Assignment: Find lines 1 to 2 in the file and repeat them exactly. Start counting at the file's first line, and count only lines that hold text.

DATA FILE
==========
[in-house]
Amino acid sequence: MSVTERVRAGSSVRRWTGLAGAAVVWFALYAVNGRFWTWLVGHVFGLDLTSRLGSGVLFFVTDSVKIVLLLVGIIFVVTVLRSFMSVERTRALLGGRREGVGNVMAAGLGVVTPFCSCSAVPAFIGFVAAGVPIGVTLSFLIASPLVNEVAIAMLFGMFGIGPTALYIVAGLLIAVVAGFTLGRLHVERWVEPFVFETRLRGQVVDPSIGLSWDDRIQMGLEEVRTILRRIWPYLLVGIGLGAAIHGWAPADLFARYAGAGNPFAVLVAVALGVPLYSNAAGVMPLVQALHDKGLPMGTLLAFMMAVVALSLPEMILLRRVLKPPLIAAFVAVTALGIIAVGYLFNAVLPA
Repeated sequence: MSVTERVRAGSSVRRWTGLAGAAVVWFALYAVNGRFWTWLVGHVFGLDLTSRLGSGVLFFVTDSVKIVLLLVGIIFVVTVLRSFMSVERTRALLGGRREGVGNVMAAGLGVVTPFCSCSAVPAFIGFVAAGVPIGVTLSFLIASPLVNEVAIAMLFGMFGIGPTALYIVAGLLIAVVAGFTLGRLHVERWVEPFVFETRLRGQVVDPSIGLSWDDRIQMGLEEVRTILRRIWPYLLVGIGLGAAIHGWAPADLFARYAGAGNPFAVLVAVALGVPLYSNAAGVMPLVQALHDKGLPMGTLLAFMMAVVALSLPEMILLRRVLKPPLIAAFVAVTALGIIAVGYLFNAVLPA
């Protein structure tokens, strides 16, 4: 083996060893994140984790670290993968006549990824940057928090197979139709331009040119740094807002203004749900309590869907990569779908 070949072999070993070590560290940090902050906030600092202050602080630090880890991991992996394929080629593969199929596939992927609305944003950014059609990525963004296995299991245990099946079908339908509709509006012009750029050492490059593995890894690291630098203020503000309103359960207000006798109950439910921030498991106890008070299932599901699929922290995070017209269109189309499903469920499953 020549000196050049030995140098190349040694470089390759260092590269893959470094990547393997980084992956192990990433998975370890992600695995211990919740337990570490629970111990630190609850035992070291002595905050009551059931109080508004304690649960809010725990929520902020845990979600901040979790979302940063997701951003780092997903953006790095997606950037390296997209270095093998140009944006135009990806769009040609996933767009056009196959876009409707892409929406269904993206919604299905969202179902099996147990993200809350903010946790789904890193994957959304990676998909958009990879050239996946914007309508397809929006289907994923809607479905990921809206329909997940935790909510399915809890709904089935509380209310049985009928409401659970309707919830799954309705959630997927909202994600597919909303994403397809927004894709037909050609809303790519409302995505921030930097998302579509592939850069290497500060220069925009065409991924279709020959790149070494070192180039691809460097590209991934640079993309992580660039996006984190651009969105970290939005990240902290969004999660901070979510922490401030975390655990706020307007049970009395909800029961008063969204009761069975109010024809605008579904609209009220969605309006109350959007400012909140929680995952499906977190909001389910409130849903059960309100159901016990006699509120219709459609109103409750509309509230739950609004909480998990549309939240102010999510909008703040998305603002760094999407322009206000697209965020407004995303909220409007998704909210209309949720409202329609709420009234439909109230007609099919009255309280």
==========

[in-house]
Amino acid sequence: MSVTERVRAGSSVRRWTGLAGAAVVWFALYAVNGRFWTWLVGHVFGLDLTSRLGSGVLFFVTDSVKIVLLLVGIIFVVTVLRSFMSVERTRALLGGRREGVGNVMAAGLGVVTPFCSCSAVPAFIGFVAAGVPIGVTLSFLIASPLVNEVAIAMLFGMFGIGPTALYIVAGLLIAVVAGFTLGRLHVERWVEPFVFETRLRGQVVDPSIGLSWDDRIQMGLEEVRTILRRIWPYLLVGIGLGAAIHGWAPADLFARYAGAGNPFAVLVAVALGVPLYSNAAGVMPLVQALHDKGLPMGTLLAFMMAVVALSLPEMILLRRVLKPPLIAAFVAVTALGIIAVGYLFNAVLPA